Stop scammers by being wise to their tactics

In a press release issued in October the Ontario Provincial Police (OPP) gave some tips on how to protect yourself from scams in which criminals are targeting older persons.

The grandparent or emergency scam has several iterations, however, it generally works as follows: The scammer contacts seniors or family members claiming their grandchild or family member has been charged with an offense, in legal peril, or, in some cases, ill.

The scammer claims they’re law enforcement officials, lawyers and even impersonate the grandchild / family member. They advise the victim a payment for supposed bail, legal fees or fine is required in order for the family member to avoid going to jail. If the victim agrees to pay the requested amount, suspects will ask the victim to send cash in the mail or through courier services.

This deeply concerning trend has suspects obtaining the victim’s address, and sometimes they even show up in person to the senior’s residence to collect the funds, posing as a courier or representative of the court.

Between Jan. 1, 2022 -Aug. 31 2022, the Canadian Anti-Fraud Centre (CAFC) received over 13,293 grandparent or emergency scam reports from Ontario residents. 7,322 of these reports were classified as victims with reported losses in excess of $118 million.

According to the CAFC, since November 2021, close to 55 individuals have been arrested across Canada as mules picking up cash at victim residences. Nearly 40 of the arrests have occurred in Ontario. The police recommend if you receive a suspicious phone call claiming to be from a family member in an emergency situation, hang up the phone and contact them directly. If the caller claims to be a law enforcement official, hang up and call your police directly. Listen to that inner voice that is screaming at you: “This doesn’t sound right”. Be careful what you post online. Scammers can use details shared on social media platforms and dating sites for targeting purposes. Suspects can easily gather names and details about your loved ones. Be suspicious of telephone calls requiring you to immediately take action and send bail money for a family member in distress. Be careful with caller ID numbers that look familiar. Scammers use technology to disguise the actual number they are calling from and make it appear as a trusted phone number.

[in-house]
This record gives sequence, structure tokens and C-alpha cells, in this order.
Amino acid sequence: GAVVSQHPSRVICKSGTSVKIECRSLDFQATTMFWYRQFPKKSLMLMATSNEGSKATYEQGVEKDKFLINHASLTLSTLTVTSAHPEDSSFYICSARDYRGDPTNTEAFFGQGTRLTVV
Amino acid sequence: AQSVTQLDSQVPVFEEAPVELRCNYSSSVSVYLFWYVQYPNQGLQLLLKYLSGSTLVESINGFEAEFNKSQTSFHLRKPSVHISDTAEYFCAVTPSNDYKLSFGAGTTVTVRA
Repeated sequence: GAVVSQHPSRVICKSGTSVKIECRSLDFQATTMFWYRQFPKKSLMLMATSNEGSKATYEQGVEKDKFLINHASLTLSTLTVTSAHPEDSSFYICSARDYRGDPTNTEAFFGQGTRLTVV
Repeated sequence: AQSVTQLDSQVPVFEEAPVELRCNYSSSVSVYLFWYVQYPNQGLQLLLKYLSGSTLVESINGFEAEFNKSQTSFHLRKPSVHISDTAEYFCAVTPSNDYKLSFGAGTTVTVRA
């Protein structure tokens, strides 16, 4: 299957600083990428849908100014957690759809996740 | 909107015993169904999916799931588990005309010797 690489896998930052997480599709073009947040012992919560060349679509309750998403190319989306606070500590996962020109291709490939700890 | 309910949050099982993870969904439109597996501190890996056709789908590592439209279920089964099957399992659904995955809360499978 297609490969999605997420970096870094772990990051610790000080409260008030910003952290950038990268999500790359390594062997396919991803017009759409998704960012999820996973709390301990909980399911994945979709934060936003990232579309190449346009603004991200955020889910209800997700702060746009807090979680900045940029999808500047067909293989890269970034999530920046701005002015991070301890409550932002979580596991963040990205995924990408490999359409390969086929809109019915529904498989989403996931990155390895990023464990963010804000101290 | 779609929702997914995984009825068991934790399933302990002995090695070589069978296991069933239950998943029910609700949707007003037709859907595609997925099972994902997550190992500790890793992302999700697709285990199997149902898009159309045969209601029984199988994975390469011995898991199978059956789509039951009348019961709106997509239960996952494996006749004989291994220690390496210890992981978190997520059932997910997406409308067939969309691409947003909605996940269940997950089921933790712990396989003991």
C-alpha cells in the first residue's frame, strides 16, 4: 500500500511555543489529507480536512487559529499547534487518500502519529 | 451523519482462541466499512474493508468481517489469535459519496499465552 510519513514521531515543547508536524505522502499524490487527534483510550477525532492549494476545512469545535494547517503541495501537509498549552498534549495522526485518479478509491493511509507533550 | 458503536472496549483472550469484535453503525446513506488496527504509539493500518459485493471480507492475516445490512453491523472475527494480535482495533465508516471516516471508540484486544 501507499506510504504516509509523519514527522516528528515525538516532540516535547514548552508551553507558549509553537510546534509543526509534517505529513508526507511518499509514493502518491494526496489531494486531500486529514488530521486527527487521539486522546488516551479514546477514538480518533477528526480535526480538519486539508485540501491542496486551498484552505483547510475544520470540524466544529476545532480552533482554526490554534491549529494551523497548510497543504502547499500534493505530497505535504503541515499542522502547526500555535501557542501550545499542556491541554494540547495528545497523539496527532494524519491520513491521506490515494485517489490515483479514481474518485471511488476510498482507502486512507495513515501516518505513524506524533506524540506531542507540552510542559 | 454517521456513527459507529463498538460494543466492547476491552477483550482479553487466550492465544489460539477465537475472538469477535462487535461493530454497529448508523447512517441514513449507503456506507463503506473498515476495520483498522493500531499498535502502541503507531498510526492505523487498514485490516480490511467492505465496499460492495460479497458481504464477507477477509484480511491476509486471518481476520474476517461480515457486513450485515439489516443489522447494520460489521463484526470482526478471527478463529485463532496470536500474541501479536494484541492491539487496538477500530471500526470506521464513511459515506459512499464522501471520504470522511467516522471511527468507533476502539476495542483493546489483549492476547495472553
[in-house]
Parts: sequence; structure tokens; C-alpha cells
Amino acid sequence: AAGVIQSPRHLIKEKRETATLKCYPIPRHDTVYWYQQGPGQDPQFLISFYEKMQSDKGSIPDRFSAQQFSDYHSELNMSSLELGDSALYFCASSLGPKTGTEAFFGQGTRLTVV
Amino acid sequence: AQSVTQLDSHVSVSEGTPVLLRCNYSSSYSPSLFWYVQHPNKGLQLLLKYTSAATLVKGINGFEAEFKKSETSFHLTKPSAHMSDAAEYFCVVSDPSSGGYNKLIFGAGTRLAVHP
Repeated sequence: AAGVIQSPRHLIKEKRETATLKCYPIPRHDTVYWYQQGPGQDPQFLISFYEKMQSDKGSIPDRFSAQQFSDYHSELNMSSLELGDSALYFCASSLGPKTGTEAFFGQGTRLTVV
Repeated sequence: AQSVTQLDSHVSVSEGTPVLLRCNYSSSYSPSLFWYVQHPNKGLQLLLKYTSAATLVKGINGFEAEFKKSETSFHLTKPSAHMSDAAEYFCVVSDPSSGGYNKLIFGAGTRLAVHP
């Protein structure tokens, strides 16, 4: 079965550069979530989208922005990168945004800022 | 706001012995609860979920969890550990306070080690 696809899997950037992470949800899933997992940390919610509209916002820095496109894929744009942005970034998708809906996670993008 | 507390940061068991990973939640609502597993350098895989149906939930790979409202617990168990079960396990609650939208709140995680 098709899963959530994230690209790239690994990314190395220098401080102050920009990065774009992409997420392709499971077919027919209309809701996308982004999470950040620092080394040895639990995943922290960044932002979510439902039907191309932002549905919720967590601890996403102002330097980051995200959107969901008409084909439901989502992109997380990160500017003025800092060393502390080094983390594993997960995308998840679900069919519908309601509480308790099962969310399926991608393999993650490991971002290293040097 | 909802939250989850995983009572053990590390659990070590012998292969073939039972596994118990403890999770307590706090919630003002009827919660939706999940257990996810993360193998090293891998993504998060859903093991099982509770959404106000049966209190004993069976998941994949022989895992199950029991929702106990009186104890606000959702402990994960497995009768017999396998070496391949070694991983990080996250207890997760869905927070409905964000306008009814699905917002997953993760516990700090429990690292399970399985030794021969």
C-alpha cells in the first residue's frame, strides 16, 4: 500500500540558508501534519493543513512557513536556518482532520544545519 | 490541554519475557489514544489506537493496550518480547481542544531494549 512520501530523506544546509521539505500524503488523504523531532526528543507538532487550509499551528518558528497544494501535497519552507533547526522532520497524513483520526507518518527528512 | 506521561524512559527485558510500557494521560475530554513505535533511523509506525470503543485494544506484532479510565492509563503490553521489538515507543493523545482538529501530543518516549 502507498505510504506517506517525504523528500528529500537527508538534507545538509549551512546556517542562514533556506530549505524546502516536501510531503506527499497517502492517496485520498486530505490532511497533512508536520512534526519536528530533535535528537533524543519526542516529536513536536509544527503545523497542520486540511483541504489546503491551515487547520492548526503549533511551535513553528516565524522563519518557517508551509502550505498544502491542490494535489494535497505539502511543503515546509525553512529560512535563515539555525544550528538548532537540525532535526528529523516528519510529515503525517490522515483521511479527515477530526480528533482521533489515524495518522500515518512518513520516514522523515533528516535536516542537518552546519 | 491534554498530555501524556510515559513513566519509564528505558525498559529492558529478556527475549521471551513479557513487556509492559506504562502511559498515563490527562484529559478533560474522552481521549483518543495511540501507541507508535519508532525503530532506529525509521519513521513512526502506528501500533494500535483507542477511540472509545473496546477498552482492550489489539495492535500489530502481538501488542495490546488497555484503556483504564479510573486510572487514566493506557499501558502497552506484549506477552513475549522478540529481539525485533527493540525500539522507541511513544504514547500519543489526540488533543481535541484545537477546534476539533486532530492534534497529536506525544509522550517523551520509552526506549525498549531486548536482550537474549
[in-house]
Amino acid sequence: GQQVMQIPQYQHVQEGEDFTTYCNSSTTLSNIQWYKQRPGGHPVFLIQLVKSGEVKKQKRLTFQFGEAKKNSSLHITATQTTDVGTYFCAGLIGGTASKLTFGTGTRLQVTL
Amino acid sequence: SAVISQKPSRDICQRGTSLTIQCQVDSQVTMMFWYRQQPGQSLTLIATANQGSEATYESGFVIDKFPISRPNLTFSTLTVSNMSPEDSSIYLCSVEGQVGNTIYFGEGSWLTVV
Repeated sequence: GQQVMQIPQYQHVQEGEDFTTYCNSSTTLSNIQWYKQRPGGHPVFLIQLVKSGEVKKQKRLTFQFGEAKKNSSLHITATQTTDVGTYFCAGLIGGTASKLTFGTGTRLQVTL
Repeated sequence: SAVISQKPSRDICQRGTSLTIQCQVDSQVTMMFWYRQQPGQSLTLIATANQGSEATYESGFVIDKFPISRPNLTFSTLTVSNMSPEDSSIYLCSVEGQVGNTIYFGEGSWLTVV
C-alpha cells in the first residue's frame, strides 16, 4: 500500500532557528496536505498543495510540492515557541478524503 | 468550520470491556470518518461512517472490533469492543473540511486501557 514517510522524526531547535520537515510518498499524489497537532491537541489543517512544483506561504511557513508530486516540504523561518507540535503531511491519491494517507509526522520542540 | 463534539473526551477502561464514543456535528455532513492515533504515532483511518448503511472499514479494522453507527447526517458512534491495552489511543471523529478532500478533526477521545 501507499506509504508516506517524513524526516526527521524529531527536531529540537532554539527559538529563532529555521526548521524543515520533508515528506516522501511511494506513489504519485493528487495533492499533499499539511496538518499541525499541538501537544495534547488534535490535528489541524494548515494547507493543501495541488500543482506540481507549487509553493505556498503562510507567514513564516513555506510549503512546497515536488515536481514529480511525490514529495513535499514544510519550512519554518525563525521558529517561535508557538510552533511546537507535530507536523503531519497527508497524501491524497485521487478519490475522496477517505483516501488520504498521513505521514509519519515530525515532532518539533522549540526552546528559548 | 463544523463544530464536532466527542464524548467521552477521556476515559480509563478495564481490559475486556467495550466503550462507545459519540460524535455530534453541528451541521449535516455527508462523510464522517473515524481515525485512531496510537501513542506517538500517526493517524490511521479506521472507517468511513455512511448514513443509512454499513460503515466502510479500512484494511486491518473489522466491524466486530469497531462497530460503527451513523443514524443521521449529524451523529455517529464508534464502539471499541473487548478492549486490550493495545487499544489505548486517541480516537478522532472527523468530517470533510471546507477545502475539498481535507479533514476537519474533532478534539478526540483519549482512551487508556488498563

These scammers can be very persuasive. If you fall victim to a fraud or know someone who has, contact your local police service to report the crime and also report it to the Canadian Anti-Fraud Centre (CAFC) by phone at 1-888-495-8501 even if a financial loss did not occur. You can help them catch these scammers.

-Debbie MacDonald Moynes